Turada Hardwood

Turada Hardwood Shingles make for a stylish and durable wooden roof that looks even better as it matures

“I have said for years when people have asked me about our product that they are the best of the best when it comes to real wood shingles,” says Calixto Orta, Sales Manager at Turada Hardwood Shingles. “You really can’t find a wood shingle as good as ours.”

Calixto clearly enjoys listing the reasons why Turada shingles are superior to others on the market starting with the quality of the wood. “Most of the wood shingles that you’ll find being sold are made from cedar,” he explains. “Ours aren’t. We use a natural tropical hardwood that requires no chemicals whatsoever and is naturally resistant to insects and decay. It means that these shingles have no adverse effects on the environment in which they are installed.”

The wood he praises so highly comes from the wallaba tree, which grows naturally in the forests of Guyana. The shingles it makes are inherently resilient and robust, which makes them especially desirable in areas prone to heavy rainfall, hail and heavy winds. “They’re guaranteed for 50 years,” says Calixto. “Cedar shingles are supposed to last for 30, but you’d be lucky to get 10 to 12 years out of them.”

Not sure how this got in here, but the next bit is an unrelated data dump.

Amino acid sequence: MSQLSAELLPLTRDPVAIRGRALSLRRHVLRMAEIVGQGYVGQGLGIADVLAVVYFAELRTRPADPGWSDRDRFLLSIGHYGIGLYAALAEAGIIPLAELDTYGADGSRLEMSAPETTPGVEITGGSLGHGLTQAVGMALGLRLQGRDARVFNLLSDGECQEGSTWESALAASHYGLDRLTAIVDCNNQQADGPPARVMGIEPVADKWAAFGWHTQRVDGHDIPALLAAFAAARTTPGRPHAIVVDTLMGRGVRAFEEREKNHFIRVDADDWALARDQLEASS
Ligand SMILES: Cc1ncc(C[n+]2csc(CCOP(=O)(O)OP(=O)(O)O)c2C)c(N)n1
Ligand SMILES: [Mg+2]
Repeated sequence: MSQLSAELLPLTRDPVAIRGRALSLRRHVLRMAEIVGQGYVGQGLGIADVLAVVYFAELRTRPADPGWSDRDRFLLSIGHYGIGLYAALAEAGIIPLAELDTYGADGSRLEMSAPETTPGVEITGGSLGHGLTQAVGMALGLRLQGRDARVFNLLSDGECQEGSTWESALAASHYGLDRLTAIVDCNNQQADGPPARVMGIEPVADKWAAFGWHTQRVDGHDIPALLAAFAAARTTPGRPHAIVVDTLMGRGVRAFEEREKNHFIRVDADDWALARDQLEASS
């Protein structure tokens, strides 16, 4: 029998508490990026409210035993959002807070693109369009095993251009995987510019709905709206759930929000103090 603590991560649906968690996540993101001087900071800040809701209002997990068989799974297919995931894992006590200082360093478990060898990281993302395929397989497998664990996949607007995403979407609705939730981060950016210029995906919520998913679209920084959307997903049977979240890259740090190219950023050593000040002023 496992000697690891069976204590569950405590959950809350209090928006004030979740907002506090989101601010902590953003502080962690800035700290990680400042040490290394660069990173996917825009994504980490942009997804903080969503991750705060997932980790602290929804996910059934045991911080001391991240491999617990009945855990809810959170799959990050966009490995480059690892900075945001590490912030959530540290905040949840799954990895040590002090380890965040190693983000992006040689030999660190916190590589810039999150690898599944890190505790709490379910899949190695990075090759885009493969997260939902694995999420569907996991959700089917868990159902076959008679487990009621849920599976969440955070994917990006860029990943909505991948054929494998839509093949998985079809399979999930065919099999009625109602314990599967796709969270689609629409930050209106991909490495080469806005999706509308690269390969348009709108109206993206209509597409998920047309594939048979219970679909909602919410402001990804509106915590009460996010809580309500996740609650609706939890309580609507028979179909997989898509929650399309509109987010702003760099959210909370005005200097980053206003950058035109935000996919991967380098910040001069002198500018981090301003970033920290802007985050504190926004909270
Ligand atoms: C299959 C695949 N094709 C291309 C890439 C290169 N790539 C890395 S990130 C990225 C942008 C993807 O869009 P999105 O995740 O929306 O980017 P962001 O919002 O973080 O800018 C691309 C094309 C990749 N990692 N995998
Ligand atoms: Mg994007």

You get what you pay for. Turada shingles may cost around 20 to 25 per cent more than cedar wood shingles but they last twice as long. What’s more, as they age, they lose their natural reddish tone and take on a silver patina. So not only will they enhance the beauty of a property, they’ll do so for a much longer period of time.

“There’s nothing like the wood look on a high-end home,” says Calixto. “You pull up to a house and the roof just makes the rest of the property.”

“But I really want people to look not just at their beauty but also at their cost-effectiveness,” he says. “Because the long-term effect is that you’re going to pay for a cedar roof three times when you pay for ours once. That means the return of the investment is there.”

Another plus is that the shingles are sustainable and their production gives something back to the local Guyanese community. “All of our waste is donated for free to the local community,” says Calixto, “and they in turn make charcoal out of it and earn
a living like that.”